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Here is this code:

int[] someArray = {0, 1, 2, 3};
//System.out.println(someArray[0].toString()); int cannot be dereferenced
// creating Object element with use of primitive element fails
//Object newObject = new Object(someArray[0]); constructor Object in class java.lang.Object cannot be applied to given types;
for(Object someObject : someArray)
    // here int is casted to Object
    System.out.println(someObject.toString()); // prints 0, 1, 2, 3

How does it happen that primitive type variable (element of array) cannot be explicitly casted to Object, however somehow in for loop this primitive element is casted to Object?

share|improve this question
Interesting question. My guess is that the enhanced foreach loop for arrays works by creating some sort of internal iterator class that boxes the given primitive type. I.e. you're not iterating directly over the array, but over a hidden Iterator<Integer>. – millimoose Dec 15 '12 at 16:03
You are not casting anywhere in your comments. int x = 5; System.out.println(((Object) x)); will certainly work correctly, even without a loop. – Thomas Jungblut Dec 15 '12 at 16:08
@ThomasJungblut The point is, the foreach loop doesn't usually do this sort of cast for you either. – millimoose Dec 15 '12 at 16:12
It just autoboxes to Integer, once boxed it is an Object type and no primitive anymore. Thus you can substitude within your inheritence tree as with normal classes. So Object is a valid substitute for the Integer class, also Number would be a valid one. Double for example wouldn't be a correct substitution and will result in compile time errors. – Thomas Jungblut Dec 15 '12 at 16:19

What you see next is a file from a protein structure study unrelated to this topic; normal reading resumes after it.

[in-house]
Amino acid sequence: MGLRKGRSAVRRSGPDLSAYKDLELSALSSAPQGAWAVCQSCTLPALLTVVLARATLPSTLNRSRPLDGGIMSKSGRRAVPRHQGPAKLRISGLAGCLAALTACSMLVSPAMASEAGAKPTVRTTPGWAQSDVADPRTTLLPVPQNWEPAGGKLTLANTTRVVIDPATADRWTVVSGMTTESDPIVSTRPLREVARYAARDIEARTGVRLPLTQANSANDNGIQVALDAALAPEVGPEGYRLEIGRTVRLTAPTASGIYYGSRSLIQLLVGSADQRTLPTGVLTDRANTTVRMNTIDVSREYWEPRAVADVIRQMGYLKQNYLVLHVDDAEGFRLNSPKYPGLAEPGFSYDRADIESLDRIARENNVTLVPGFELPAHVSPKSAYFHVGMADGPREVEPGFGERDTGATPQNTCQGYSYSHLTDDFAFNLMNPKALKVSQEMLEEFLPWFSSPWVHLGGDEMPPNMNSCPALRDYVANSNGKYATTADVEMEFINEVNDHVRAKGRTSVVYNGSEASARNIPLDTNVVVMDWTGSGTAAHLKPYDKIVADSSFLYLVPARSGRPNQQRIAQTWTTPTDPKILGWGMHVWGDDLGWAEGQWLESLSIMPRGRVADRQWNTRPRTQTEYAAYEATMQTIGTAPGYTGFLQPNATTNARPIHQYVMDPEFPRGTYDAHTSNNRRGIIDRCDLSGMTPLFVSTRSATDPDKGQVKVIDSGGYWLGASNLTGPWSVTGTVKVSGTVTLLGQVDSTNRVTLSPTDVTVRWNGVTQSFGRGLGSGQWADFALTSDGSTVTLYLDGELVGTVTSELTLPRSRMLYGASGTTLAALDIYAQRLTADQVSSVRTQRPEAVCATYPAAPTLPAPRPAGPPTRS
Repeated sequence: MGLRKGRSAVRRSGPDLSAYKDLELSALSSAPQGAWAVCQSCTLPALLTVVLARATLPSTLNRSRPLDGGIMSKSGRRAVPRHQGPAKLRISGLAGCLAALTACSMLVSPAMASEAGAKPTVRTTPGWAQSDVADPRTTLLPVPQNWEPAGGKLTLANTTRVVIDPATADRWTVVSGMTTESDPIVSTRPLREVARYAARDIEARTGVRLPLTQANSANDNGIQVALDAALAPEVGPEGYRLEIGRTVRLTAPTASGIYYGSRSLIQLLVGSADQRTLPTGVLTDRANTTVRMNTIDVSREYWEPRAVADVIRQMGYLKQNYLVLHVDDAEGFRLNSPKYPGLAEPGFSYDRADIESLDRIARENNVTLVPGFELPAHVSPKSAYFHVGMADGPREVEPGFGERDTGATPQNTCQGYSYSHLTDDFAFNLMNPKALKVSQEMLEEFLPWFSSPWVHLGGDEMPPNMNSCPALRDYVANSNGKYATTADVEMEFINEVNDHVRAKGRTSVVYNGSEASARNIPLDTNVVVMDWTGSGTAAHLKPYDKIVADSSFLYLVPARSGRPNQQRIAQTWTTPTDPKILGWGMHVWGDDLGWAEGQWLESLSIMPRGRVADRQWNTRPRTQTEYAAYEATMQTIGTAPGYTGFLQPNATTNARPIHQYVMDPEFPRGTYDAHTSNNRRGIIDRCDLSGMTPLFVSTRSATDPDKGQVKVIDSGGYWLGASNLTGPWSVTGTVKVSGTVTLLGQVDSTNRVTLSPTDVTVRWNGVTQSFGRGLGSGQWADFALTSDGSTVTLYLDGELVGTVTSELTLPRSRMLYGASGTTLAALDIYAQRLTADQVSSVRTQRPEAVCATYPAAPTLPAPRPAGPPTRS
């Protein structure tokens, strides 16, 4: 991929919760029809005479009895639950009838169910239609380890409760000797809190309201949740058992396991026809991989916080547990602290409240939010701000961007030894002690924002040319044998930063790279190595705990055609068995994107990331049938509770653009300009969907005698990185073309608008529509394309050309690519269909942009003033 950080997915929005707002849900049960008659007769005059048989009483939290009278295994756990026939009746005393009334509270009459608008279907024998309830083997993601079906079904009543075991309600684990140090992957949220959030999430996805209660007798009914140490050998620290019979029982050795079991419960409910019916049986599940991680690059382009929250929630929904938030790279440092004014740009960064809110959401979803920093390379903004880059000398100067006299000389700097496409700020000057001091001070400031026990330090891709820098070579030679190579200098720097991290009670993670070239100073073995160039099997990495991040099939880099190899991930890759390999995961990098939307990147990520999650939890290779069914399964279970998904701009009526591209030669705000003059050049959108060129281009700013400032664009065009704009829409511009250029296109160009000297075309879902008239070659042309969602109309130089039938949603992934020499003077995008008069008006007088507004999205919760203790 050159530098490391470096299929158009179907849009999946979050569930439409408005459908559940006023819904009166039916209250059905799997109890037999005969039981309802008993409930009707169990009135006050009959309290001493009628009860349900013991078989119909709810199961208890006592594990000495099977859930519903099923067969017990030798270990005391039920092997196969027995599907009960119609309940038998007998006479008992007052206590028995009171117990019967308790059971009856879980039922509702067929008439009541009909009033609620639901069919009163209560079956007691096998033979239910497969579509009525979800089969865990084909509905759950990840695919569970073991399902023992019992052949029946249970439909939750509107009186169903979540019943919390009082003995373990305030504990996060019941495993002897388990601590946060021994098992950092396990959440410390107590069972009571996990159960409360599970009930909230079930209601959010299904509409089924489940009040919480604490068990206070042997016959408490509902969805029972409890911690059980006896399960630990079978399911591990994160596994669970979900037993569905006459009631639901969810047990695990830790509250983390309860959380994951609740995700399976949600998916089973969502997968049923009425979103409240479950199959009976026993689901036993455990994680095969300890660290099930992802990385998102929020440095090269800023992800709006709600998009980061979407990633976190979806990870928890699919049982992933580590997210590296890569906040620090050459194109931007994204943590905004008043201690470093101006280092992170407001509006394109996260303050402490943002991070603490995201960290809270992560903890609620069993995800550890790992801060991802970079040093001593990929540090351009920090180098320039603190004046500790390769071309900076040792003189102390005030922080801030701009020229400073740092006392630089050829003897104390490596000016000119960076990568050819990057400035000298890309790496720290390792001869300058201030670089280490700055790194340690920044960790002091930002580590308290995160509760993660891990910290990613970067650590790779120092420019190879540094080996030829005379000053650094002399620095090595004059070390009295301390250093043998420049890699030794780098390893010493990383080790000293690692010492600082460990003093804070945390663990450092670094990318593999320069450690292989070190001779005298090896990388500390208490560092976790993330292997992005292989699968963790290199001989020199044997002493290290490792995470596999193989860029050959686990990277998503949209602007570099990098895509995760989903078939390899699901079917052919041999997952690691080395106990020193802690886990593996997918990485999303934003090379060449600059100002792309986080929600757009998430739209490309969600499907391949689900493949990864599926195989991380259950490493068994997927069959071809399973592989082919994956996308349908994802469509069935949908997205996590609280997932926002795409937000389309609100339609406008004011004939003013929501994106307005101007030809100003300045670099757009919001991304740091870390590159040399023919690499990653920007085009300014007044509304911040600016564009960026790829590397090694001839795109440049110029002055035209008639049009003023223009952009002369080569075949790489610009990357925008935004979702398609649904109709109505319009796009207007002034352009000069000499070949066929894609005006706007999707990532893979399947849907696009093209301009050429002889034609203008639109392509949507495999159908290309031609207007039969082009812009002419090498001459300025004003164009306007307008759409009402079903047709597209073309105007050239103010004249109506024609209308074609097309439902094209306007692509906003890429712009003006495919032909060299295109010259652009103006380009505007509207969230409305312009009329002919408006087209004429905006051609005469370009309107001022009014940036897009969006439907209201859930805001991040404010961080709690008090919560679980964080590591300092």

My guess above is patently wrong. – millimoose Dec 15 '12 at 16:20
up vote 3 down vote accepted

Since 1.5, the Java compiler will automatically box and unbox primitive types when the context calls for it. (That is, an int gets wrapped in an Integer object and vice versa.) This happens when assigning between a primitive and an object variable. (Or casting a primitive to an object type.) So, for example, the following code is valid:

int i = 123;
Object o = i;

The same goes for the implicit assignment Object someInt = someArray[…] that the compiler emits for the foreach loop.

The reason why someArray[0].toString() doesn't work is that you're not assigning someArray[0] to an object typed variable or doing anything else that would tell the compiler to autobox – trying to call a method on a primitive simply isn't recognized as one of the conditions when this should occur.

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